It is not only the problem of bureaucracy. Think for a moment about the demand that all complainants be offered the option to call for an internal or a police investigation of their allegations. What happens to a complaint that is obviously ill-founded or trivial? The obvious solution – telling the complainant to accept that he has no case, or to get a sense of proportion – is closed off: the institution has no choice but to set the wheels in motion against the subject of the allegation, with all the stress that that involves.

Which brings us to the next point: we are talking about alleged perpetrators. Expelling or sanctioning a student on account of a non-academic matter (such as an alleged hate incident) is a big decision; any university wanting to do it should face a heavy burden. Yet the report is adamant that even where it is a matter of a student’s word against a complainant’s, it is unacceptable for a university to demand anything more than proof on a bare balance of probabilities, since anything else might reduce the amount of reporting. Or, put another way, what matters at the end of the day is the university’s perceived commitment to safeguarding. Fairness to the student who wants to study, which one might have thought vastly more important than the desire of the complainant to see him punished, can apparently go hang.

If this report is followed through, it is not hard to see what the result will be. Identity politics will become the official university line. From the moment they arrive on campus, students will be encouraged from above to see themselves as potential victims. They will be informed, possibly in a meeting that they have no choice but to attend, that if they are female, black, gay, etc, then they are natural victims of oppression, and especially so if they fall into more than one of these categories (intersectionality). They will learn, again officially, that if they don’t like any remark concerning race, sex, disability or any of the other ‘protected characteristics’ under the equality legislation, then this could be legitimately viewed as a microaggression or hate incident. They will be told that they should report all such remarks; that if they do they will be given every support, while they will be able to insist that proceedings be taken against the student they have reported.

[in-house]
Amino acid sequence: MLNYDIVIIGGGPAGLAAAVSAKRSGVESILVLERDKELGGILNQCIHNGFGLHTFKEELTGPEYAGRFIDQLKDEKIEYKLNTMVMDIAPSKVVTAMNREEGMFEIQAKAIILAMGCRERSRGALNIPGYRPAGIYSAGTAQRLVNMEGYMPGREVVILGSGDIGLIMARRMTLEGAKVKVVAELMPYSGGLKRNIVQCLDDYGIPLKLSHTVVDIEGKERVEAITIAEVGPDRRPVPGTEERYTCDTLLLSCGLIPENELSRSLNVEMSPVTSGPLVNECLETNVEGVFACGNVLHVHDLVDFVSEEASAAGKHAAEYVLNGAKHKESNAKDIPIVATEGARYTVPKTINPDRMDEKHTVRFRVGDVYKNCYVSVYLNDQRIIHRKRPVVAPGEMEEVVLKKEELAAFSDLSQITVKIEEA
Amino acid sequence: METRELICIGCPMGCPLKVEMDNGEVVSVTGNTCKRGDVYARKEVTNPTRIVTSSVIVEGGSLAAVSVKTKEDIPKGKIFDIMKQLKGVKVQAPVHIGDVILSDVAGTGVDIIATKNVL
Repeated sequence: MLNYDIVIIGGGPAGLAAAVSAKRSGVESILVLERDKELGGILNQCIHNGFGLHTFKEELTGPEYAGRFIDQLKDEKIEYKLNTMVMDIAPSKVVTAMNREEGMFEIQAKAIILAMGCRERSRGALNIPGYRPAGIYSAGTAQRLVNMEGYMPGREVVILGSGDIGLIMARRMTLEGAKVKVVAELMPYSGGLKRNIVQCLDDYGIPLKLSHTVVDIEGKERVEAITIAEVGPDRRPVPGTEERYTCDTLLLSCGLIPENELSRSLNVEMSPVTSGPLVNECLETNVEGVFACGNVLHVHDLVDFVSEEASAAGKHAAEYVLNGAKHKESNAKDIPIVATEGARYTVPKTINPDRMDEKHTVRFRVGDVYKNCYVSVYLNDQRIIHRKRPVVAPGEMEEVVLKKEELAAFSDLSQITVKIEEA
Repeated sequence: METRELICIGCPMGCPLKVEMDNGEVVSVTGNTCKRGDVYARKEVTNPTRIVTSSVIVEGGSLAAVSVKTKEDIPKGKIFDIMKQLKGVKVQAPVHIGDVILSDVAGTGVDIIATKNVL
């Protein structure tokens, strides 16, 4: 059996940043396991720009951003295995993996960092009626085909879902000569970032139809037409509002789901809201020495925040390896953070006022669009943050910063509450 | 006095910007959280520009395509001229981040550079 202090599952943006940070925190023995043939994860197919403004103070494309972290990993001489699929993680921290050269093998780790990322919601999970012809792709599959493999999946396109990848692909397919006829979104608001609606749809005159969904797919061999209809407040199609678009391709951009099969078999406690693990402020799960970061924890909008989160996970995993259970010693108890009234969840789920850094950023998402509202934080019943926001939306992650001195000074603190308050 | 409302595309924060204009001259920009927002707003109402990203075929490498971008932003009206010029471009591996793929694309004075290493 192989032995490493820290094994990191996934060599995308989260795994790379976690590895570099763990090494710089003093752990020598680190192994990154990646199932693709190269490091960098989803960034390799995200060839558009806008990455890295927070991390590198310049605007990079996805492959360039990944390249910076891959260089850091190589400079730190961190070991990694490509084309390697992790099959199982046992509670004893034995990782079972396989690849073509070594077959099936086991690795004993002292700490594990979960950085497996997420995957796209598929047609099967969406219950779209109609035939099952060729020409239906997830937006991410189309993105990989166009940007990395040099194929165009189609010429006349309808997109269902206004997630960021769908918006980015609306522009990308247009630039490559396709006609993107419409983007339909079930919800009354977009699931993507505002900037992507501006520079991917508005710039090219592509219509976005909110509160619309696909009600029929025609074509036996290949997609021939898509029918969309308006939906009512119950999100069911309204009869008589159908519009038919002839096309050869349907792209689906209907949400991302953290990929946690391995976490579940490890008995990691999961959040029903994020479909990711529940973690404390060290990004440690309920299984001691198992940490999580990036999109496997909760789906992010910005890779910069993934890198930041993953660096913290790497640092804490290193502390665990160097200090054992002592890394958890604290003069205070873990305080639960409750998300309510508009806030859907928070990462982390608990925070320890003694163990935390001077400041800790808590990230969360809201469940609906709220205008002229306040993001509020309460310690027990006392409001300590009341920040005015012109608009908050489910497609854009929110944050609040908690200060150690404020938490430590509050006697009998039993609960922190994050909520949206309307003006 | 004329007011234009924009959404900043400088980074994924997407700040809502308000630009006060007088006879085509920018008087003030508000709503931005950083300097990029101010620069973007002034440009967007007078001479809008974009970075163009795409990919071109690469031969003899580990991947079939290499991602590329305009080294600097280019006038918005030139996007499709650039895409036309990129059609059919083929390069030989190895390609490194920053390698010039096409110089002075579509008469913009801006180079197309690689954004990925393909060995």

Meanwhile, what is the message to the student who may disagree with all of this, or have views that are controversial? It is to be careful. You never know who’s listening, or who might read what you say online. Your life may well be made hell if you say the wrong thing, and the university is committed to make it easy to find you guilty of some kind of hate incident. Even if the complaint eventually proves unfounded, you will be regarded as a troublemaker. So instead, go with the flow, keep your views to yourself, and don’t stick your neck out. It is hard to think of a climate so at odds with the culture a university ought to foster – one in which learning and discussion can openly flourish.

Andrew Tettenborn is a professor of commercial law and a former Cambridge admissions officer.

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Topics Identity Politics Politics UK